How do you plan cash flow with more delays and/or significant reductions looming for Medicare?
The scheduled 21.3% cut was replaced with a 2.2% payment increase-retroactive to June 1-through November. Medicare has indicated that any claims that were processed at the lower rate will be reprocessed. For more details on this, see http://www.urologytimes.com/paymentincrease.
All patients billed at the lower fee for their 20% or deductibles (including the secondary insurances) can be re-billed at the higher price. According to Medicare rules, you should re-bill at the higher rate if any patient was charged the lower rate. As consultants, we would recommend that you do so. .
How do you plan cash flow with more delays and/or significant reductions looming for Medicare? Obviously, Medicare has a significant effect on general revenue for the average urologist. Additionally, many payer contracts are indexed to Medicare payments, extending the effect of these changes. In the end, a delay is better than a reduction, but it does not help with cash flow.
While the obvious solution is to reduce dependence on Medicare and negotiate contracts that do not base reimbursement on current Medicare rates, the reality of the marketplace makes doing so difficult, if not impossible, for many practices.
For any non-Medicare or Medicare Advantage plan, attempt to negotiate a fee schedule based on older versions of the Medicare Resource-Based Relative Value Scale and a conversion factor indexed to a past time frame, or at the very least, a set date would be ideal for any payers wishing to index to Medicare. Although tough negotiating requires a willingness to walk away from a contract, some payers will listen to requests for fee schedule changes and carve-outs. Before attempting to renegotiate a contract, you need to establish your own parameters based on percentage of revenue and your market presence.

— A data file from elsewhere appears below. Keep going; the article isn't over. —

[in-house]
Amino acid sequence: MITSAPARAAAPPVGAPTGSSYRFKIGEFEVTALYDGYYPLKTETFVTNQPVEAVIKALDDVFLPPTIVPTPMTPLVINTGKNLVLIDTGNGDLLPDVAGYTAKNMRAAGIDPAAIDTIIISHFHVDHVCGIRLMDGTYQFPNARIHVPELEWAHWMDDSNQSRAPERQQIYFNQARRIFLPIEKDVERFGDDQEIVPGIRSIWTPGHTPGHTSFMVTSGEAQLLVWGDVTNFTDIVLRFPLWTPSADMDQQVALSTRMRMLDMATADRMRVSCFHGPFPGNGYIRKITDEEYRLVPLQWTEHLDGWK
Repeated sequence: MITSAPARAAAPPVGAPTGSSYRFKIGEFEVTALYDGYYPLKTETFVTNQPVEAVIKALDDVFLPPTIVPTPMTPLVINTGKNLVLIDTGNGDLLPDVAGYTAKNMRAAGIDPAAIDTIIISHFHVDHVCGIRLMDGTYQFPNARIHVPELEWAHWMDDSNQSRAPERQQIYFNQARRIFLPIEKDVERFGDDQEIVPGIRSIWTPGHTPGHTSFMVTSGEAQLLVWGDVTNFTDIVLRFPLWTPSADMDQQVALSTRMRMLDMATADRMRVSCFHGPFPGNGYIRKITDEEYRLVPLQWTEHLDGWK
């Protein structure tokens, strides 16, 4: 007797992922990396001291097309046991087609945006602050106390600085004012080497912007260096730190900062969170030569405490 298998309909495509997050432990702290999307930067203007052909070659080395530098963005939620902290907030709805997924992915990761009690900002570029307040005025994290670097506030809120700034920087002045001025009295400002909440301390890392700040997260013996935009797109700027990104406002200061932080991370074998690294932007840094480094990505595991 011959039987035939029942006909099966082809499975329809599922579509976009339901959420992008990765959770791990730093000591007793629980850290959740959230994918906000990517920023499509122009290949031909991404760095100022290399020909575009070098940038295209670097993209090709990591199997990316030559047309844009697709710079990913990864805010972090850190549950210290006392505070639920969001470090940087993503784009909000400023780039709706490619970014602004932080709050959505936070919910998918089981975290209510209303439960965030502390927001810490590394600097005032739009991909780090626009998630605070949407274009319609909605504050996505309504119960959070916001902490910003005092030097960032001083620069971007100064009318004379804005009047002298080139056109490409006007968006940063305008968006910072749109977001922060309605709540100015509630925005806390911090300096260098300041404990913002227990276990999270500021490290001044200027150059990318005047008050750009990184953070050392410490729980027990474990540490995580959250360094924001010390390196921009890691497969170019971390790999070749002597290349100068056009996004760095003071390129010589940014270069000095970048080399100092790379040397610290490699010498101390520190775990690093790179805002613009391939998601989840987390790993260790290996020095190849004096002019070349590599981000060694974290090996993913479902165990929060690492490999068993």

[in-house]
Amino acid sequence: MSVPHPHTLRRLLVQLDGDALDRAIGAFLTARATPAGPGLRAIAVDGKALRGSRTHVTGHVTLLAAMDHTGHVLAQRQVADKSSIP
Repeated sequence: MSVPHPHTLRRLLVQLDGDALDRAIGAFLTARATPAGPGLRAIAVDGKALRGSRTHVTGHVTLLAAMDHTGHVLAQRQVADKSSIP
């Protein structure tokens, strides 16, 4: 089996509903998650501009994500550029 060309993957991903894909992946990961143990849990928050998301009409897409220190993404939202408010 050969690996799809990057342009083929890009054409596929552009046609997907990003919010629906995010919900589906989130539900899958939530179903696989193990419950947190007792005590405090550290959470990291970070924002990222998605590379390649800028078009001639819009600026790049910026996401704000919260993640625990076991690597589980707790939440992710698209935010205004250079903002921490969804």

Another solution is to reduce your dependence on Medicare by changing your Medicare status. You have options, but you need to consider your practice capabilities and your market before acting. Begin by considering your relationship to Medicare, which falls under one of three categories:
Participating provider. Most urologists are currently participating providers. As a participating provider, you agree to accept Medicare rates for the services you provide. Charge what you wish, bill Medicare, and collect any deductible or co-insurance from either the patient or the patient's Medicare supplement. Your status as a participating provider is determined each year during the last quarter; Medicare will renew your status each year if you do not submit a request to change.
Non-participating provider. A non-participating provider collects from the patient and submits a bill to Medicare. The patient is reimbursed by Medicare and any supplemental insurance. Your charges are subject to a limiting charge of 115% of 95% of the Medicare allowed amount, including all multiple procedure reductions. Your status as a non-participating provider can be changed each year during the last quarter; Medicare will renew your status each year if you do not submit a request to change.
Opt-out. Charge the patient whatever you wish; your contract is with the patient. The patient will not receive reimbursement from Medicare for any service you provide unless they successfully appeal the claim, which is unlikely. Supplemental insurance will also avoid reimbursing services provided by an opt-out provider.